Mod: Followers Can Relax

Does it bother you that your followers are constantly standing at attention?

This mod gives them a dialogue option that you're going to hang around a bit so they may as well chill out.  This basically temporarily assigns them an idle behavior to carouse a bit wherever you may be.

It's not at all essential, some would say an unnecessary bloat you won't be using 99% of the time, but it's a nice little frill to have nonetheless.

Mod: Sounds Of Skyrim, The Wilds and The Dungeon

If you're looking for a bit more variety in the kinds of noises you hear in everyday trekking about Skyrim, these plugins can help.

At times, certain sound effects may seem a little inappropriate (e.g. birdsong on a barren winter field) but then, so do the stock sounds Skyrim already uses.

Mod: Slightly-Reduced NPC Greetings

Have you ever been annoyed by every NPC you come within 10 feet of trying to strike up a conversation with you?

Then the reduced NPC greetings mod is for you, as it modifies the NPC awareness so they will not bother you unless you are considerably closer to them.

While the idea was sound, I've discovered that the mod does cause considerable issues in the game wherever and whenever the player's presence being detected by an NPC is essential for something to happen.  The most common situation being when an NPC is trying to lead the player somewhere and keeps turning around to wait for the player to catch up.  With the Reduced NPC Greetings mod, you will have to rub up against them in order to get them to lead you further, and the "Slightly-Reduced" version of the mod is still rather annoying.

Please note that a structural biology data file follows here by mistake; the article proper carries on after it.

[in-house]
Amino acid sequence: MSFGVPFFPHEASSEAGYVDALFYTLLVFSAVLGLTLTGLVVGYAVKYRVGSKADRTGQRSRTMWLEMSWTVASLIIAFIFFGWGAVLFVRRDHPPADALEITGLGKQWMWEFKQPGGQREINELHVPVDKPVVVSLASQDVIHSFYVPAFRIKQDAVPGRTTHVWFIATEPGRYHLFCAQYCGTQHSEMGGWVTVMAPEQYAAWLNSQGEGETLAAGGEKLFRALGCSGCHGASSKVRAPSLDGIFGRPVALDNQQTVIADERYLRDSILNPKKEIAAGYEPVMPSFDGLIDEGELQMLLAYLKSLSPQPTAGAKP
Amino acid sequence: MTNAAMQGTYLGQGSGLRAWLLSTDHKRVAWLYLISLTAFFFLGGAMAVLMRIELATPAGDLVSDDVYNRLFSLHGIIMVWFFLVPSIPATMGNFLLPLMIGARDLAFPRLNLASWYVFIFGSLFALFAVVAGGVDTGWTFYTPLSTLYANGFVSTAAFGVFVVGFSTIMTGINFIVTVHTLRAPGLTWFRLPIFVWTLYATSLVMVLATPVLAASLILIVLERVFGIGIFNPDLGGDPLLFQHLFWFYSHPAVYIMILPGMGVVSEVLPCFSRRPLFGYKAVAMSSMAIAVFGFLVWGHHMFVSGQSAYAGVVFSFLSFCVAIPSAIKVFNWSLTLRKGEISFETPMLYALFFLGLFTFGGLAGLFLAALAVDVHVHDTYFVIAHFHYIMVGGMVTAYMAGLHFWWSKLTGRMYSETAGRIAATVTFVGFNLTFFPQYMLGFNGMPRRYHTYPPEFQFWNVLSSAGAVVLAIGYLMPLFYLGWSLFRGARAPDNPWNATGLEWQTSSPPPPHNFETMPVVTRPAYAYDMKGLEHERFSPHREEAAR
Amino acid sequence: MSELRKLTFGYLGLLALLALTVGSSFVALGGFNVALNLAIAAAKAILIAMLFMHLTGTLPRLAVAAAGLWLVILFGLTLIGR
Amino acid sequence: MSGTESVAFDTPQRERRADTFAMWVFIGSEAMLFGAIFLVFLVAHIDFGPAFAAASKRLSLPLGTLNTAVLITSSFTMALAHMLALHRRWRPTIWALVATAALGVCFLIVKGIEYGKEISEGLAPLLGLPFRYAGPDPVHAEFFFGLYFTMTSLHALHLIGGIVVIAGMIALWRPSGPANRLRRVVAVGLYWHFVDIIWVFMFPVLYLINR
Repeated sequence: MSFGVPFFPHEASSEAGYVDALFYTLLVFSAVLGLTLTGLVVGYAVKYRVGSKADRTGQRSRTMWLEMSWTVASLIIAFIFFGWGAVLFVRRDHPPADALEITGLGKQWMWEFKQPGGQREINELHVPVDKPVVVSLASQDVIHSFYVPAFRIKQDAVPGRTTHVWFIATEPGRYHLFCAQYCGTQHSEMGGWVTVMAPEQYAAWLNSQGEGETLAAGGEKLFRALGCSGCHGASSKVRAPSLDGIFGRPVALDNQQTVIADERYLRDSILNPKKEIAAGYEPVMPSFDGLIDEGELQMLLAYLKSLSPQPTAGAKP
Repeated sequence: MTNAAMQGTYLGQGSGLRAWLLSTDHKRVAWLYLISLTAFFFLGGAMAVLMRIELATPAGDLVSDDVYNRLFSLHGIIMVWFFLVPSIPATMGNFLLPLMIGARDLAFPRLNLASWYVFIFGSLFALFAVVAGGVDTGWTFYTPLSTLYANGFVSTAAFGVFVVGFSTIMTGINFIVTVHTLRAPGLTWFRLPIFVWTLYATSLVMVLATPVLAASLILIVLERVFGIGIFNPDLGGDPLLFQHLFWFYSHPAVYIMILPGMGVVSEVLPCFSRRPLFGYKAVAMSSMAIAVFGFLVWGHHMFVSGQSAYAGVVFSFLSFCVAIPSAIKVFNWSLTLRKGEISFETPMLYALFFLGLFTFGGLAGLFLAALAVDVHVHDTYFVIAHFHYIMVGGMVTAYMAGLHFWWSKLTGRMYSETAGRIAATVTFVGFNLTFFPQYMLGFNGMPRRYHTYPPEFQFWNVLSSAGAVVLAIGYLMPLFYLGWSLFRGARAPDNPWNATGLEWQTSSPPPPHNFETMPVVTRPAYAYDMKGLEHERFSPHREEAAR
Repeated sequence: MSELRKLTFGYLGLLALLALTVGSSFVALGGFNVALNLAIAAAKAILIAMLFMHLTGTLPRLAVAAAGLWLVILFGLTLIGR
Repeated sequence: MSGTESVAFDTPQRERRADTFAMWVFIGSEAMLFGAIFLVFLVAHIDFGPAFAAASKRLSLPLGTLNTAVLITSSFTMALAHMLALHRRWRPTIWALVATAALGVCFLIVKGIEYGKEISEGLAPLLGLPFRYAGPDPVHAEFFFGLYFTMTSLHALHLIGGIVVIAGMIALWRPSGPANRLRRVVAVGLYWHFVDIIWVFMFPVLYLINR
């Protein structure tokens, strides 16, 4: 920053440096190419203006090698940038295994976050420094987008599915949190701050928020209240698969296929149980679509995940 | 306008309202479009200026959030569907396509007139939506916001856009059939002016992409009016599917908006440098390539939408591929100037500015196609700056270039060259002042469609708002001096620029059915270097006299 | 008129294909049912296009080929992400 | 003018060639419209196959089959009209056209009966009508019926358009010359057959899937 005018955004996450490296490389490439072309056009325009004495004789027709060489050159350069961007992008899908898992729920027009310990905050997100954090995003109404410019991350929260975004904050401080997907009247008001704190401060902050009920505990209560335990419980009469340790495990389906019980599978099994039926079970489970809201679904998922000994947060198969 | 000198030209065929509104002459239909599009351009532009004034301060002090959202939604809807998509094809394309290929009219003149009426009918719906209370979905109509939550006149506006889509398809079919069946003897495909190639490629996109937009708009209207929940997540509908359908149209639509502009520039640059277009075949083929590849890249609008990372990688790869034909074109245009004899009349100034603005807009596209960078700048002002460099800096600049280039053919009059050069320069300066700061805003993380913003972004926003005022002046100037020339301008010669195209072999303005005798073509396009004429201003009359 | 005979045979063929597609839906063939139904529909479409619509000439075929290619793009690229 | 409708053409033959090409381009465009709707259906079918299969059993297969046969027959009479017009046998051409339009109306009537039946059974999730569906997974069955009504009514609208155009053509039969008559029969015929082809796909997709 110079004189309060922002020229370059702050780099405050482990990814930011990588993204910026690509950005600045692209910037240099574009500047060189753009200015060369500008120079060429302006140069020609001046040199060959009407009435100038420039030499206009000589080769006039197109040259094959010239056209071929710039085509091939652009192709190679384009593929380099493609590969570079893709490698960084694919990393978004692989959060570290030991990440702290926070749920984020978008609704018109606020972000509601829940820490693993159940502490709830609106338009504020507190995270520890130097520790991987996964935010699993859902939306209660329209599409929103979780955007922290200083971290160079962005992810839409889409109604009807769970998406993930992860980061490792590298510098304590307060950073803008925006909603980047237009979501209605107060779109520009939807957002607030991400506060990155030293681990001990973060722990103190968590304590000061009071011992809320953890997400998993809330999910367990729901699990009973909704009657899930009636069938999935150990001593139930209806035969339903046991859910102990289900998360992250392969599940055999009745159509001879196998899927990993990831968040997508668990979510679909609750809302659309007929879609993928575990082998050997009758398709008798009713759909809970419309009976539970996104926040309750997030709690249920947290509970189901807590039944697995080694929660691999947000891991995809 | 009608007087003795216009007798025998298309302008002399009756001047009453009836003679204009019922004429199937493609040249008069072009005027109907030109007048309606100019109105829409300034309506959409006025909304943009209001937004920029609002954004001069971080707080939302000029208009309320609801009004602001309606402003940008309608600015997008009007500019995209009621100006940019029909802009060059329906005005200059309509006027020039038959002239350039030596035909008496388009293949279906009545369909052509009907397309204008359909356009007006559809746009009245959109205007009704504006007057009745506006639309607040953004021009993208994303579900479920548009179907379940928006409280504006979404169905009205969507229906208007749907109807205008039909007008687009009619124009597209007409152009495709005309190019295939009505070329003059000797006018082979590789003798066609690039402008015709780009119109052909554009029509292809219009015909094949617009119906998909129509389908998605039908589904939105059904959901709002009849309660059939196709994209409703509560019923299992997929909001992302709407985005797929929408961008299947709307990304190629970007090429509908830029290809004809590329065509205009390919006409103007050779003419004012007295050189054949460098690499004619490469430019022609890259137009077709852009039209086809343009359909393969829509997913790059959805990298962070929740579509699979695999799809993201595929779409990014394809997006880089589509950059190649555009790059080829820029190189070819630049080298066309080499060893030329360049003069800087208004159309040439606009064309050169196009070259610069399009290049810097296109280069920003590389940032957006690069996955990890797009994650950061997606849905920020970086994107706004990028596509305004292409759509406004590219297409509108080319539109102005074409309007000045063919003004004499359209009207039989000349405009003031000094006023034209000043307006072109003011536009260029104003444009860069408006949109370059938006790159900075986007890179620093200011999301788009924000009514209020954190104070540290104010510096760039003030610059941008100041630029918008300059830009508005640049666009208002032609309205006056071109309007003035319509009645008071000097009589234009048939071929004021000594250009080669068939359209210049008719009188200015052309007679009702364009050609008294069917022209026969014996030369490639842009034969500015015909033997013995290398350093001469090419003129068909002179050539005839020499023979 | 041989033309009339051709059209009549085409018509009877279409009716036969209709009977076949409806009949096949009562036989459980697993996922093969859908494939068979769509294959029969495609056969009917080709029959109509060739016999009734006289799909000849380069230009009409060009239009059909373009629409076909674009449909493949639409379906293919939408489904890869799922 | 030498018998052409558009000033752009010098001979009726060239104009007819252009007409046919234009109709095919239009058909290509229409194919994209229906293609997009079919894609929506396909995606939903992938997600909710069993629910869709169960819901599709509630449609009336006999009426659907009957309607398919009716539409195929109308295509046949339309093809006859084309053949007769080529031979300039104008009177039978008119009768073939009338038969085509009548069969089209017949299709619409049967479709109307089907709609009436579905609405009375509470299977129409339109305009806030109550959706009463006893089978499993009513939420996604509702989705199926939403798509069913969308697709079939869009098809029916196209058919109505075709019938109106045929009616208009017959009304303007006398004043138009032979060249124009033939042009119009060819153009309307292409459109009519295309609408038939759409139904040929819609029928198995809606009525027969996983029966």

For this reason alone, I really can't recommend this, but it still bears mentioning for those who are desperately tired enough of being hounded by idle NPC prattle to bear with the faults even if (as I suspect) it ends up breaking the main quest line at some point.

There's quite a few other things I'd like to see done for Skyrim.

One of them is later-game scaling, which you can see some work for in Epic Endeavors and Magic Scaling.  However these are still largely works in progress more likely to break the game than fix it.  I'm looking forward to when they reach a more acceptable state.  Sadly missing is a mod that fixes smithing from utterly unbalancing weapons and armor in end game - crafted gear should really cap at the first "legendary" level, and probably end up in the hands of NPCs as well.

Another thing I'd like to see is a mod that changes the way the quick item selection hot keys work to switch between complete equipped-item/spell configurations instead of just doing a strange left/right hand equipping thing like it currently does. That just intuitively makes a lot more sense! However, it does not look like that's going to be happening soon, as it likely requires a lot more than the construction kit allows.